I was born into a world where Neil Armstrong had already walked on the moon.
It was a fact of life, a way of living established by people who had long ago lived out the wildest dreams of humanity.
So easy to forget sometimes that these adventurers made it to the moon and back with guts, grit and the practical equivalent of a few pieces of metal held together with chewing gum, duct tape and hope.
A few months ago, I ran across the speech President Nixon had ready to go in case of an Apollo 11 disaster where the men were unable to launch back off the moon.
“Fate has ordained that the men who went to the moon to explore in peace will stay on the moon to rest in peace. These brave men, Neil Armstrong and Edwin Aldrin know that there is no hope for their recovery. But they also know that there is hope for mankind in their sacrifice.
“These two men are laying down their lives in mankind’s most noble goal: the search for truth and understanding.”
It wasn’t until I read those words that I really understood what they’d risked.
Of course, they made it home to a hero’s welcome and a place in the world’s history books, splashing down into the Pacific Ocean and forever defining our history with before the moon and after.
I have a short list I call my Happy List. It’s a collection of songs, historical clips, movie moments, journal entries, even YouTube videos that I watch when I need to be reminded that there is good in the world. There is hope. That despite all of the truly horrific pieces of life, that sometimes we actually do come through with something breathtaking.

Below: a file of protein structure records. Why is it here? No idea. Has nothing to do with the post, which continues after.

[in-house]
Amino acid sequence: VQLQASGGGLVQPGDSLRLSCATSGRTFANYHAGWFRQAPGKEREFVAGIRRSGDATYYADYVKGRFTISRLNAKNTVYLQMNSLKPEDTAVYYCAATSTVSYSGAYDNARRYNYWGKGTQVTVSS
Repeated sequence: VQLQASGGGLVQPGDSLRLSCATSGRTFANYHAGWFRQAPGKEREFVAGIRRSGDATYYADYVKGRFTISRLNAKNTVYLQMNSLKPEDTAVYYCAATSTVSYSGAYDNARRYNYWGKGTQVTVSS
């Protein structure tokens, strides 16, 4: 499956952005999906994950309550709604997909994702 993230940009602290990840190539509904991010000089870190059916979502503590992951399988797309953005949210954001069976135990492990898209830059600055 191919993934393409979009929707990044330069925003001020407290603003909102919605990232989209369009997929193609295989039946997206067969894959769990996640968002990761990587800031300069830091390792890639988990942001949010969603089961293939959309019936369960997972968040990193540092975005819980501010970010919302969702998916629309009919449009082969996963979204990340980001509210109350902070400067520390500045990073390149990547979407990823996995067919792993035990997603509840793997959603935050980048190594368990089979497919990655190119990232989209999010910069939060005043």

I like to imagine God laughing in delight with me. Humanity is so weird, so funny. So adventurous.
One of my clips is Walter Cronkite’s anchoring of the moon landing. Here is this grown man – smart, tactful, respectful, always pulled together. He was the voice of reason for a country trying to make sense of where they were at as the world changed dramatically around them.
But when the Eagle touched down, he was once again the voice of a nation and the world – the giddy, unbelieving, laughing nation going, “Holy hell… Jules Verne was right.” Walter Cronkite laughed like a little boy given the keys to the planet of Christmas.
Neil Armstrong – standing on the shoulders of giants – made our dreams come alive, then came home and lived.
I always wondered what he thought about when he looked up at the moon every night.
While we mourn the loss of a very good man, we also celebrate his remarkable life and hope that it serves as an example to young people around the world to work hard to make their dreams come true, to be willing to explore and push the limits, and to selflessly serve a cause greater than themselves.
For those who may ask what they can do to honor Neil, we have a simple request. Honor his example of service, accomplishment and modesty, and the next time you walk outside on a clear night and see the moon smiling down at you, think of Neil Armstrong and give him a wink.”
– the family of Neil Armstrong
Good night, Mr. Armstrong, and godspeed….
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